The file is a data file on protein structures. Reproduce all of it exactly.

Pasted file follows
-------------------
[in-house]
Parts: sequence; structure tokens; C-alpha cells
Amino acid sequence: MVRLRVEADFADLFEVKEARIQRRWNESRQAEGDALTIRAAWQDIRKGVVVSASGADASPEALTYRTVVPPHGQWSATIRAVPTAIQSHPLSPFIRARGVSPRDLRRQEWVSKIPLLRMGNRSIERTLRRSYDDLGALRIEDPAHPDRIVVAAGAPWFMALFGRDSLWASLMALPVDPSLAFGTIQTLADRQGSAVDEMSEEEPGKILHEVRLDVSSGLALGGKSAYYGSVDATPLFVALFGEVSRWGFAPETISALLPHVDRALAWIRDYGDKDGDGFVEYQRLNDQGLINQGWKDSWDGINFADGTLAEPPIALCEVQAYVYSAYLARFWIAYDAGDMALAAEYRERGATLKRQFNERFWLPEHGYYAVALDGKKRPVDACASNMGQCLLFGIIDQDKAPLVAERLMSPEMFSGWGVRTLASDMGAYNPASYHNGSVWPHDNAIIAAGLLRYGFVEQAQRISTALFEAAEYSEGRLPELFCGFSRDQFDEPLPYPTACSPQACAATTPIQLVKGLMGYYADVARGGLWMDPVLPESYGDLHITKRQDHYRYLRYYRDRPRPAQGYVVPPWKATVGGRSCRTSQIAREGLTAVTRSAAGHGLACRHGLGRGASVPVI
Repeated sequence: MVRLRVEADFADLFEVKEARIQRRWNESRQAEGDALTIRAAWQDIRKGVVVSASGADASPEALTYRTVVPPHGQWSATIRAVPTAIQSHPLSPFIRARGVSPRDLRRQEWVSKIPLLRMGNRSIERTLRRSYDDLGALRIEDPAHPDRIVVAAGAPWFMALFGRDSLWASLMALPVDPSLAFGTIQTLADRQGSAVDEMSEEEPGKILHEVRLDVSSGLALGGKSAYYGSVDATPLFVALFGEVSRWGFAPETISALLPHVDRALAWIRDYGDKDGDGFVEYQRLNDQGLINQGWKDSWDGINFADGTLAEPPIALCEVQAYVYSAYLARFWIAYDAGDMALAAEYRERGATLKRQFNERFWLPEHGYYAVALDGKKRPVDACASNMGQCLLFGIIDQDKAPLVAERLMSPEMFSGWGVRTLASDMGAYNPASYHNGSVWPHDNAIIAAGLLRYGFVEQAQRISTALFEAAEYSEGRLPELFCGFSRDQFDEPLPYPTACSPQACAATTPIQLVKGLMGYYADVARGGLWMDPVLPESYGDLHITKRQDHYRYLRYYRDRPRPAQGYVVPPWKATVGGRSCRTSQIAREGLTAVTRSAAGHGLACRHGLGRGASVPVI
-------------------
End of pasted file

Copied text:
[in-house]
Parts: sequence; structure tokens; C-alpha cells
Amino acid sequence: MVRLRVEADFADLFEVKEARIQRRWNESRQAEGDALTIRAAWQDIRKGVVVSASGADASPEALTYRTVVPPHGQWSATIRAVPTAIQSHPLSPFIRARGVSPRDLRRQEWVSKIPLLRMGNRSIERTLRRSYDDLGALRIEDPAHPDRIVVAAGAPWFMALFGRDSLWASLMALPVDPSLAFGTIQTLADRQGSAVDEMSEEEPGKILHEVRLDVSSGLALGGKSAYYGSVDATPLFVALFGEVSRWGFAPETISALLPHVDRALAWIRDYGDKDGDGFVEYQRLNDQGLINQGWKDSWDGINFADGTLAEPPIALCEVQAYVYSAYLARFWIAYDAGDMALAAEYRERGATLKRQFNERFWLPEHGYYAVALDGKKRPVDACASNMGQCLLFGIIDQDKAPLVAERLMSPEMFSGWGVRTLASDMGAYNPASYHNGSVWPHDNAIIAAGLLRYGFVEQAQRISTALFEAAEYSEGRLPELFCGFSRDQFDEPLPYPTACSPQACAATTPIQLVKGLMGYYADVARGGLWMDPVLPESYGDLHITKRQDHYRYLRYYRDRPRPAQGYVVPPWKATVGGRSCRTSQIAREGLTAVTRSAAGHGLACRHGLGRGASVPVI
Repeated sequence: MVRLRVEADFADLFEVKEARIQRRWNESRQAEGDALTIRAAWQDIRKGVVVSASGADASPEALTYRTVVPPHGQWSATIRAVPTAIQSHPLSPFIRARGVSPRDLRRQEWVSKIPLLRMGNRSIERTLRRSYDDLGALRIEDPAHPDRIVVAAGAPWFMALFGRDSLWASLMALPVDPSLAFGTIQTLADRQGSAVDEMSEEEPGKILHEVRLDVSSGLALGGKSAYYGSVDATPLFVALFGEVSRWGFAPETISALLPHVDRALAWIRDYGDKDGDGFVEYQRLNDQGLINQGWKDSWDGINFADGTLAEPPIALCEVQAYVYSAYLARFWIAYDAGDMALAAEYRERGATLKRQFNERFWLPEHGYYAVALDGKKRPVDACASNMGQCLLFGIIDQDKAPLVAERLMSPEMFSGWGVRTLASDMGAYNPASYHNGSVWPHDNAIIAAGLLRYGFVEQAQRISTALFEAAEYSEGRLPELFCGFSRDQFDEPLPYPTACSPQACAATTPIQLVKGLMGYYADVARGGLWMDPVLPESYGDLHITKRQDHYRYLRYYRDRPRPAQGYVVPPWKATVGGRSCRTSQIAREGLTAVTRSAAGHGLACRHGLGRGASVPVI